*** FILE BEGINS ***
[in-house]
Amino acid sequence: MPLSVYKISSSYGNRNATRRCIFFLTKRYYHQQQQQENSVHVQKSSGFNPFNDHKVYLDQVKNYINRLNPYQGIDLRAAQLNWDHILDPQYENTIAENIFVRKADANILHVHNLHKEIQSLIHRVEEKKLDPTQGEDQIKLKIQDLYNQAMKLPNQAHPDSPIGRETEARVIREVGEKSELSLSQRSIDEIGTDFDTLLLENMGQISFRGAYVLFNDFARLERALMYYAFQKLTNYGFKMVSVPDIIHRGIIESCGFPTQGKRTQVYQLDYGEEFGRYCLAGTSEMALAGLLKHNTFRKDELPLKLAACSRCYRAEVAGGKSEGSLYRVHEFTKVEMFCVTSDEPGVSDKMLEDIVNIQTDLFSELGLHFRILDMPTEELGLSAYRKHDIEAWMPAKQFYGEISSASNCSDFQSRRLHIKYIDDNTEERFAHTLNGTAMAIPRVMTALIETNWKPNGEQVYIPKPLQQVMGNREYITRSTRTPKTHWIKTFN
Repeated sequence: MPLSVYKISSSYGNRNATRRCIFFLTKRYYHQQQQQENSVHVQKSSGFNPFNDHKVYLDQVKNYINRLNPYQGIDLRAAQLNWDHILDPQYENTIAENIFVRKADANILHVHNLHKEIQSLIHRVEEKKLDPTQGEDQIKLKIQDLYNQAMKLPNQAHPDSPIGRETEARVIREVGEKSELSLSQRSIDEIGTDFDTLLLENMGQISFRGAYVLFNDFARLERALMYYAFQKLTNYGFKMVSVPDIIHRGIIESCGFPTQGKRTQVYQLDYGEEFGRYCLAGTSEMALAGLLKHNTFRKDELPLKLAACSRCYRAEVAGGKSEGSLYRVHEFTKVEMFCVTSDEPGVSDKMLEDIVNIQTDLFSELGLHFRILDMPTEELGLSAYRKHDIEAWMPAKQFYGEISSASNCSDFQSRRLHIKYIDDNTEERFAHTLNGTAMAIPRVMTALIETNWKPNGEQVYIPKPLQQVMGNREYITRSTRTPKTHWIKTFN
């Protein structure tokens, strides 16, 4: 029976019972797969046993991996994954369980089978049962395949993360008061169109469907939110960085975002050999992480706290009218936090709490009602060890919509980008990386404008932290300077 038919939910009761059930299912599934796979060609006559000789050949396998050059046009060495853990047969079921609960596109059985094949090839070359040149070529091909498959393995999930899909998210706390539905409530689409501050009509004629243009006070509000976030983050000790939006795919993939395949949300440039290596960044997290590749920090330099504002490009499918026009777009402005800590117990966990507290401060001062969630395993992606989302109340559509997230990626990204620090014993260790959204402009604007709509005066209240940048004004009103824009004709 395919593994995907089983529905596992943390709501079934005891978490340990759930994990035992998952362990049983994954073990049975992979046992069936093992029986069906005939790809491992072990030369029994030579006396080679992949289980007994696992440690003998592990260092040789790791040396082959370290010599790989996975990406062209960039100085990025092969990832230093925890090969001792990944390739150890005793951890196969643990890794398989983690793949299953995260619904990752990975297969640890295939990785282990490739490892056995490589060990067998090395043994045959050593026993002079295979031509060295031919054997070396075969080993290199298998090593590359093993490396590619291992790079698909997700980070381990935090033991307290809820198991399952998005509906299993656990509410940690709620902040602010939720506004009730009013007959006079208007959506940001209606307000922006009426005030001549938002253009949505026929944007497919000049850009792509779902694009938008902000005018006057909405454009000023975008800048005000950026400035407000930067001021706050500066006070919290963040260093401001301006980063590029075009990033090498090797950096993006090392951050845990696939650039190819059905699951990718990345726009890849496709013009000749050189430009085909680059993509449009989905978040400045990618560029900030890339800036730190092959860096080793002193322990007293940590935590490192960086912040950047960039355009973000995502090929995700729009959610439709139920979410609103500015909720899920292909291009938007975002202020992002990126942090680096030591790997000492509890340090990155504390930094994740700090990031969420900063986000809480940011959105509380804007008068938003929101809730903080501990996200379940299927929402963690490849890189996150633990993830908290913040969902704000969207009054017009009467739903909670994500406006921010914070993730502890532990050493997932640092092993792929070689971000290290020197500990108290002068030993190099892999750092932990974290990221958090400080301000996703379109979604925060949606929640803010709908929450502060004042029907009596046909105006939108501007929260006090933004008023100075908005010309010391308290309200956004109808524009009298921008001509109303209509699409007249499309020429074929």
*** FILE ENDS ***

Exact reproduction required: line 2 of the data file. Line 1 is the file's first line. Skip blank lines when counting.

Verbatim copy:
Amino acid sequence: MPLSVYKISSSYGNRNATRRCIFFLTKRYYHQQQQQENSVHVQKSSGFNPFNDHKVYLDQVKNYINRLNPYQGIDLRAAQLNWDHILDPQYENTIAENIFVRKADANILHVHNLHKEIQSLIHRVEEKKLDPTQGEDQIKLKIQDLYNQAMKLPNQAHPDSPIGRETEARVIREVGEKSELSLSQRSIDEIGTDFDTLLLENMGQISFRGAYVLFNDFARLERALMYYAFQKLTNYGFKMVSVPDIIHRGIIESCGFPTQGKRTQVYQLDYGEEFGRYCLAGTSEMALAGLLKHNTFRKDELPLKLAACSRCYRAEVAGGKSEGSLYRVHEFTKVEMFCVTSDEPGVSDKMLEDIVNIQTDLFSELGLHFRILDMPTEELGLSAYRKHDIEAWMPAKQFYGEISSASNCSDFQSRRLHIKYIDDNTEERFAHTLNGTAMAIPRVMTALIETNWKPNGEQVYIPKPLQQVMGNREYITRSTRTPKTHWIKTFN